Staying with my parents meant that it was about five or six weeks before I saw Aliyana again, but when they took me to her field, it was amazing. She galloped over and immediately started to sniff the right side of my head where the tumour was.
Things were clearly not right; I was having 14 or 15 seizures a day which were always preceded by a horrible metallic taste and smell.
Eventually, I was admitted to St John’s Hospital, Livingston, where I was given the news that I had a brain tumour which was later identified as a slow-growing oligodendroglioma.
I was advised that the best course of treatment was surgery, a procedure called an awake craniotomy in which I would be woken up after my skull had been opened. This meant that by talking to me and asking me to follow basic instructions they could ensure as much of the diseased tissue could be removed while minimising damage to the healthy areas.
“My neurosurgeon warned me that there was a big chance I would be left unable to walk or talk, but I told him that couldn’t happen because I have a horse and had to be able to ride.”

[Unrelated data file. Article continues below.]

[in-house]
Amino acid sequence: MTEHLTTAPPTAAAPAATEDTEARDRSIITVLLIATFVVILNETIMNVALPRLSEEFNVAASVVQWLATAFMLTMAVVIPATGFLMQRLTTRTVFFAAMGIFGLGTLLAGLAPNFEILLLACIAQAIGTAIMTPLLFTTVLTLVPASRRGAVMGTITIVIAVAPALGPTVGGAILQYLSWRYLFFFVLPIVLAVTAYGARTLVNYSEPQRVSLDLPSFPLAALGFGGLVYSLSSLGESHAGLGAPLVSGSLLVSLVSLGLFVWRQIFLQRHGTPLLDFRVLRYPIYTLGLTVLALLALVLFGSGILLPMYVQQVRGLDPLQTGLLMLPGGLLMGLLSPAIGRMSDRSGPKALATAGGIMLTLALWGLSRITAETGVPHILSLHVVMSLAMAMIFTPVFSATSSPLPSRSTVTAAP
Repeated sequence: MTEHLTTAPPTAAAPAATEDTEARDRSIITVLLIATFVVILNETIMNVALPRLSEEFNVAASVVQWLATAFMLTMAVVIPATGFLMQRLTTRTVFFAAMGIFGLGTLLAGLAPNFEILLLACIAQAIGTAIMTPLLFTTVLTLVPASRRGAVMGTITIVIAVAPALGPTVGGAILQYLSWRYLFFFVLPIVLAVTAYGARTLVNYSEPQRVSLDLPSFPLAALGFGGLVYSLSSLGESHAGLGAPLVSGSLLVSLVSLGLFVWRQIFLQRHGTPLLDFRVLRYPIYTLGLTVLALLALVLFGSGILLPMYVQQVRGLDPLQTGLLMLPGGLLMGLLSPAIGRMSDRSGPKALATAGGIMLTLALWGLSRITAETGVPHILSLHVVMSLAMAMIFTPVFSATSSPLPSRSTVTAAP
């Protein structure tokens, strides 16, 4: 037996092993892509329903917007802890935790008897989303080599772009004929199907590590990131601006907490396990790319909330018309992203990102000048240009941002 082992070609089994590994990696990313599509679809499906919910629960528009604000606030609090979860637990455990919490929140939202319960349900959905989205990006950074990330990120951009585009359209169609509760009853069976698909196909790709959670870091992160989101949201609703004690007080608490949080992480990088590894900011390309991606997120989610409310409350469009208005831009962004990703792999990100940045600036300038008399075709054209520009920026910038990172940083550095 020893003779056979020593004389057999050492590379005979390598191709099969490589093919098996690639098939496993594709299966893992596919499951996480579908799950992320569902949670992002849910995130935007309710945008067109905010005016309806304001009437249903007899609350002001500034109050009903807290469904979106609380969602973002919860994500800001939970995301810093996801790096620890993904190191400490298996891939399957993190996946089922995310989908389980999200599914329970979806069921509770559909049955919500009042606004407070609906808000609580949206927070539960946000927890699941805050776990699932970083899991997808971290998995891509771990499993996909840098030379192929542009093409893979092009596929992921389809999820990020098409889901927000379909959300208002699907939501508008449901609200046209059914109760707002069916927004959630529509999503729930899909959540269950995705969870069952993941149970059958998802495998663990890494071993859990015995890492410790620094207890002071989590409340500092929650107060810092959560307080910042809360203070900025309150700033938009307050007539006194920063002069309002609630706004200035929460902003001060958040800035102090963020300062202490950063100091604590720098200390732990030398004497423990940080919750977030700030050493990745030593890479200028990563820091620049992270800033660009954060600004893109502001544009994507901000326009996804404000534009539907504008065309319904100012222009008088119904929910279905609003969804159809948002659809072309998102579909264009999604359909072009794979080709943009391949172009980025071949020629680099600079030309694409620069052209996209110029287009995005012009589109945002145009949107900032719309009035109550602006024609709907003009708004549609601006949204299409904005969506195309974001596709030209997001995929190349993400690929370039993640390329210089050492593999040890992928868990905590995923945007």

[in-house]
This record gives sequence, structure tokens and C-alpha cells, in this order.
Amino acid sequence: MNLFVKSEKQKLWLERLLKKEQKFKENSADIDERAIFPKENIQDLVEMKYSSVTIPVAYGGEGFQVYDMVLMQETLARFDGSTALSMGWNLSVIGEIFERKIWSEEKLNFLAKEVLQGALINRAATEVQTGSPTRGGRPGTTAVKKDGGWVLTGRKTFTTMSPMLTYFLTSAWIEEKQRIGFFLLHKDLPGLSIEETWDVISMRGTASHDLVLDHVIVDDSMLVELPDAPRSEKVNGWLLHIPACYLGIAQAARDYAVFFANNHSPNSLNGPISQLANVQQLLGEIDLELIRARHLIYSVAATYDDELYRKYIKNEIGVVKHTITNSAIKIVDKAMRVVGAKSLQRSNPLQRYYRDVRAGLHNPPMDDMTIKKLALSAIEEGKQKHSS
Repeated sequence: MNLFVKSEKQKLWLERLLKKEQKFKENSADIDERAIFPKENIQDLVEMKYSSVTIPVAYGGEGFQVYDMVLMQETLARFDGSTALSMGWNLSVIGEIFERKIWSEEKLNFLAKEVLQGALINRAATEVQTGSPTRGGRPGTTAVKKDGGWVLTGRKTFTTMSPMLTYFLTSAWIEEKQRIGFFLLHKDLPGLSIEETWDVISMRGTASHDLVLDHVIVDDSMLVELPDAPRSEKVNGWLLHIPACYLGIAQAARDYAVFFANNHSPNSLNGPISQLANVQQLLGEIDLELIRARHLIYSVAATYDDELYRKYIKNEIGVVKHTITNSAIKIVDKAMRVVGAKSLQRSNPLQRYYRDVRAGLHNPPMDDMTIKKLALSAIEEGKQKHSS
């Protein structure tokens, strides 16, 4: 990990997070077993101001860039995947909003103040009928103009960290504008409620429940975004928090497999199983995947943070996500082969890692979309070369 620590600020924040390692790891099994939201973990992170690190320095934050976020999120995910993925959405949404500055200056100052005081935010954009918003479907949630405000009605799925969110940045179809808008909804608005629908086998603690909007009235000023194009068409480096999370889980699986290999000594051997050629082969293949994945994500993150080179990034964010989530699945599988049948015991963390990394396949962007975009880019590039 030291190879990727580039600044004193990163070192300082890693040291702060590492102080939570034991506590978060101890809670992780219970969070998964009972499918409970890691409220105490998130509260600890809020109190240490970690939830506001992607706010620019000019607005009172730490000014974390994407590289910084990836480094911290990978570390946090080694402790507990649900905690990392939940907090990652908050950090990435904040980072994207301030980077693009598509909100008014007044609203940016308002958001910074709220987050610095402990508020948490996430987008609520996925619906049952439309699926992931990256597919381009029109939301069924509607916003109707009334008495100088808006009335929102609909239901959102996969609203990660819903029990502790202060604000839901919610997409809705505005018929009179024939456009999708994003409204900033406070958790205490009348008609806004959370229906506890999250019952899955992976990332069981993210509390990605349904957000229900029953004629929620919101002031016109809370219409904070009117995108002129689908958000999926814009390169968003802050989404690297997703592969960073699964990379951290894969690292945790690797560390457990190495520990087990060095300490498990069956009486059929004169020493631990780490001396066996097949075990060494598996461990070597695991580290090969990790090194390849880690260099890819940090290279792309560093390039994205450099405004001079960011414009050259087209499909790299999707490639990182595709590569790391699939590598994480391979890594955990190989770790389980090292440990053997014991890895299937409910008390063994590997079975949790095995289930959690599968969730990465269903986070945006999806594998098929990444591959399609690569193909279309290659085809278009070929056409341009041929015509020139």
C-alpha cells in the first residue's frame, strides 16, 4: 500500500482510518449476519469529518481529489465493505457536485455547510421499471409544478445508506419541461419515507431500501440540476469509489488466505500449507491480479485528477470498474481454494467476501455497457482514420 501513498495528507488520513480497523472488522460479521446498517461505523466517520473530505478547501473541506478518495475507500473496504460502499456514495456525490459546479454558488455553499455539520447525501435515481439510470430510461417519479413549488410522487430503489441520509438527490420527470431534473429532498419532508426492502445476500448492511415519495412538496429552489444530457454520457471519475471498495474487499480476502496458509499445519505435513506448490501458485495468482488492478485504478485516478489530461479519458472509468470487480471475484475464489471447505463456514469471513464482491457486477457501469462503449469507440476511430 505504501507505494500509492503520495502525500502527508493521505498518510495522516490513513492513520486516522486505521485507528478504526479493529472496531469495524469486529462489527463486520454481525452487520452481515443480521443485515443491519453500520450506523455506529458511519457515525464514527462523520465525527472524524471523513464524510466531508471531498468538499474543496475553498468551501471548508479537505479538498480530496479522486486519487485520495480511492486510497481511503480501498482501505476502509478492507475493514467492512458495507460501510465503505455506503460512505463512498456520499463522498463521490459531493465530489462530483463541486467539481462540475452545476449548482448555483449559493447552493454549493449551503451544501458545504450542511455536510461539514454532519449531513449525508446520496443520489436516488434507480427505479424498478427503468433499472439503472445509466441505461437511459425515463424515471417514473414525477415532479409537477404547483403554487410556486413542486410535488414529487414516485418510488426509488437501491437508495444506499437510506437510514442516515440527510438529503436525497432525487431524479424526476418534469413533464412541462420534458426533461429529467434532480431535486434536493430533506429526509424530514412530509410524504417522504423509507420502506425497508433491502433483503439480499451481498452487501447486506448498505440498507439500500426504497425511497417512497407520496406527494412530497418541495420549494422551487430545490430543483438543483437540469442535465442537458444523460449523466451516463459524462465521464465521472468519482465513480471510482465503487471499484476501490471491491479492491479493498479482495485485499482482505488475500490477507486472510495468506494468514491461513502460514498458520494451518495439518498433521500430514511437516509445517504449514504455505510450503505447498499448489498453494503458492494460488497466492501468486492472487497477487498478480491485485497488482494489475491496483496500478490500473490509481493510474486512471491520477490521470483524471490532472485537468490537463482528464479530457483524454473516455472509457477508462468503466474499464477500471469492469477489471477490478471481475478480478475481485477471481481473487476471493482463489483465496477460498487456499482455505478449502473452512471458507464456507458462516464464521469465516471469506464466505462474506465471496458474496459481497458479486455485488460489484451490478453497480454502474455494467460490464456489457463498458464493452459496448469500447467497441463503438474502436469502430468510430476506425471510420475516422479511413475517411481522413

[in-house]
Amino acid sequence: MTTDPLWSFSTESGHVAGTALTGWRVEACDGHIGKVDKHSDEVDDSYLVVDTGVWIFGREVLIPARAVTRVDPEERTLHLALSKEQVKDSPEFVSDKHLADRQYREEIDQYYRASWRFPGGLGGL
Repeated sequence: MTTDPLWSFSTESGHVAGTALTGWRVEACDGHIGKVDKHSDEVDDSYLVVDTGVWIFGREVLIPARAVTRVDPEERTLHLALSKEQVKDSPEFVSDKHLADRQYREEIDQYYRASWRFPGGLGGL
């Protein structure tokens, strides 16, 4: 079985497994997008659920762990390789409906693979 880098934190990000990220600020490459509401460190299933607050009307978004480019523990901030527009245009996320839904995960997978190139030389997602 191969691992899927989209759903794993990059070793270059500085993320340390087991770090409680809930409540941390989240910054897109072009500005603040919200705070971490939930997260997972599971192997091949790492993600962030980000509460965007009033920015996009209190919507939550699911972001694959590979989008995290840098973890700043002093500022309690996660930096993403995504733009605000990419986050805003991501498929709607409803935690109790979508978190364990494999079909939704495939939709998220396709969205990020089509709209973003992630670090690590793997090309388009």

I can remember very clearly being brought round while I was on the operating table. I talked about my horse and got cross with the nurse when she repeatedly mispronounced Aliyana’s name. At first, I started to recover well, but things took a turn for the worse when I contracted a serious infection.
I was back in hospital just before Christmas. It didn’t help that Kevin was away although there was little choice but to go ahead with surgery. As I baulked at signing the consent forms, I was given the stark news that, without another operation, I would probably die within 24 hours.
I was devastated and there was worse to come. In order to get rid of the infection which was threatening my life, a piece of skull was removed from the side of my head. There was no other option and I came out of surgery with a hole in my head which was covered in surgical tape with the words “no bone” written across it in marker pen.
The flap of bone was eventually replaced with a special type of plastic which was made in the United States. Just five weeks after the procedure I was up and walking and at the Royal Highland Show, an event I attend every year, and was determined that a brain tumour wasn’t going to mean I missed out.
“My bond with Aliyana made me determined to recover as quickly as possible. Doctors had told me I wouldn’t be able to ride for a year, but I was actually back in the saddle after just seven months.”